# Re: Multiplication by constants

## chase@centerline.com (David Chase)Tue, 12 Sep 1995 18:22:46 GMT

From comp.compilers

Related articles
Multiplication by constants lederman@dstc.qut.edu.au (Jeff Ledermann) (1995-08-28)
Re: Multiplication by constants preston@tera.com (1995-09-05)
Re: Multiplication by constants chase@centerline.com (1995-09-12)
| List of all articles for this month |

 Newsgroups: comp.compilers From: chase@centerline.com (David Chase) Keywords: arithmetic Organization: CenterLine Software References: 95-09-018 95-09-066 Date: Tue, 12 Sep 1995 18:22:46 GMT

Jeff Ledermann <lederman@dstc.qut.edu.au> writes:
>I recently picked up Preston Briggs and Tim Harvey's excellent
>paper "Multiplication by Integer Constants"
>(ftp://cs.rice.edu/public/preston/optimizer/multiply.ps.gz).

preston@tera.com (Preston Briggs) writes:
> Everyone should understand that the little paper doesn't describe a
> new approach; instead, it's simply an implementation (with an attempt
> at an explanation) of Bernstein's approach
>
> title="Multiplication by Integer Constants",
> author="Robert L. Bernstein",
> journal=spe,
> volume=16,
> number=7,
> month=jul,
> year=1986,
> pages="641--652",
>
> >Their algorithm includes a neat memoizing feature so that once an
> >optimal factorization is found it never has to be calculated again
> >(for that run). Extending the persistence leads to the (probably
> >not terribly novel) approach of precalculating all factors (well up
> >to some limit anyway), using brute force to find optimal sequences.

> Perhaps David Chase will respond to this too.

Sure, I'll bite. I tinkered with this approach in an experiment
I tried years ago (why I tried this experiment, I do not recall,
but I did). Precalculation works pretty well -- you do get a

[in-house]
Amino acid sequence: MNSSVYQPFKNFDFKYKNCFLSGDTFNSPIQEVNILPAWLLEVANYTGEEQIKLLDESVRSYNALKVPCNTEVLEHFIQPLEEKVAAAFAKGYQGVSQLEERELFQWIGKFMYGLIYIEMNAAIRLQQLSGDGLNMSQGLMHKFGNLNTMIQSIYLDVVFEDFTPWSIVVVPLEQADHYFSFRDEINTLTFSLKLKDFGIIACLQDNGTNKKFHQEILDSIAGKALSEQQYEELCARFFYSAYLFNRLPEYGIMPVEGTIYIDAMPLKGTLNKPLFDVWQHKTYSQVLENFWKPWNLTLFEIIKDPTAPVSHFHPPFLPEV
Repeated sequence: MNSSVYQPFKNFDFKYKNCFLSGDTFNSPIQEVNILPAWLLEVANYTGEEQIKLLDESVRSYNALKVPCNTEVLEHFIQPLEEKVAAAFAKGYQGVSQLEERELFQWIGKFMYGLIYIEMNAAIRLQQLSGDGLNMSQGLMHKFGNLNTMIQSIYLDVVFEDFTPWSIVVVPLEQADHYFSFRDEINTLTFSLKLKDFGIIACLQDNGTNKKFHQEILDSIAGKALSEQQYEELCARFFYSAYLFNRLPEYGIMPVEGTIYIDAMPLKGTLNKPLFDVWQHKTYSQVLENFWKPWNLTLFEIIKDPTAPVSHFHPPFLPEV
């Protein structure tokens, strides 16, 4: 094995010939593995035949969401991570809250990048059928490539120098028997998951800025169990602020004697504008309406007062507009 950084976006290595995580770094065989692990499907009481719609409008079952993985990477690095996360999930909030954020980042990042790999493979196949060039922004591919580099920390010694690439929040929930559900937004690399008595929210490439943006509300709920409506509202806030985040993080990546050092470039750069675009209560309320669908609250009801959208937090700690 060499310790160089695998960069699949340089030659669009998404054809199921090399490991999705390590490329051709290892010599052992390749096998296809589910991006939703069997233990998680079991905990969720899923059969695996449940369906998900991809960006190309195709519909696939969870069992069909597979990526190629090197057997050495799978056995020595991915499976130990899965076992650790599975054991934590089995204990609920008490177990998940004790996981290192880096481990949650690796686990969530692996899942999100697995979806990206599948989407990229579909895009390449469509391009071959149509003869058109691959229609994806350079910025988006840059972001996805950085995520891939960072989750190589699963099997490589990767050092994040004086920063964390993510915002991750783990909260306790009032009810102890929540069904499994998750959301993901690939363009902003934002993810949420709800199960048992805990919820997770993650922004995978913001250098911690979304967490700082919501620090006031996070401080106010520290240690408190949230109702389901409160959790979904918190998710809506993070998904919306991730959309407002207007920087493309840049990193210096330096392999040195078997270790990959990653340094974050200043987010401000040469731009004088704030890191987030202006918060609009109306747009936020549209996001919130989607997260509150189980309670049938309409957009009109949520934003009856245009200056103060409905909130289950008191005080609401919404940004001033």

nice constant factor speed boost.

What I precalculated, however, was not a result, but merely whether
to avoid a particular (postive-to-negative) first step (*). This was
a misguided approach, actually, because of a defect in my analysis of
the problem, but it did make the defective search go faster (The
defective search did not find wrong answers, but sometimes it did not
find the best answer). However, you could similarly apply this to
whether you should use a simple (cheap) heuristic (non-factoring, or
only small-factoring) or a more expensive one. This reduces to
presence or absence in a table -- you could encode it with a gigantic
bit vector, for instance. Note that pre-memoizing the best answer
for each number up to N only requires remembering the method, shift,
and cost -- to do the factorization, you apply the method and shift
to get to your next constant, which in turn will have information
recorded for it. You should be able to store the information in
16 bits.

(*) There's a claim in Bernstein that a positive-to-negative first
step is never the best choice -- there should always be at least an
equal positive-to-positive step. This is not entirely true, but
only because of the joys of 2's complement arithmetic and fixed
word-size overflow. With a non-misguided approach, the exceptions
to Bernstein's rule are rare and unimportant. I only encountered
one, and that was by tedious construction, and it was not a small
number.

David Chase

--

Post a followup to this message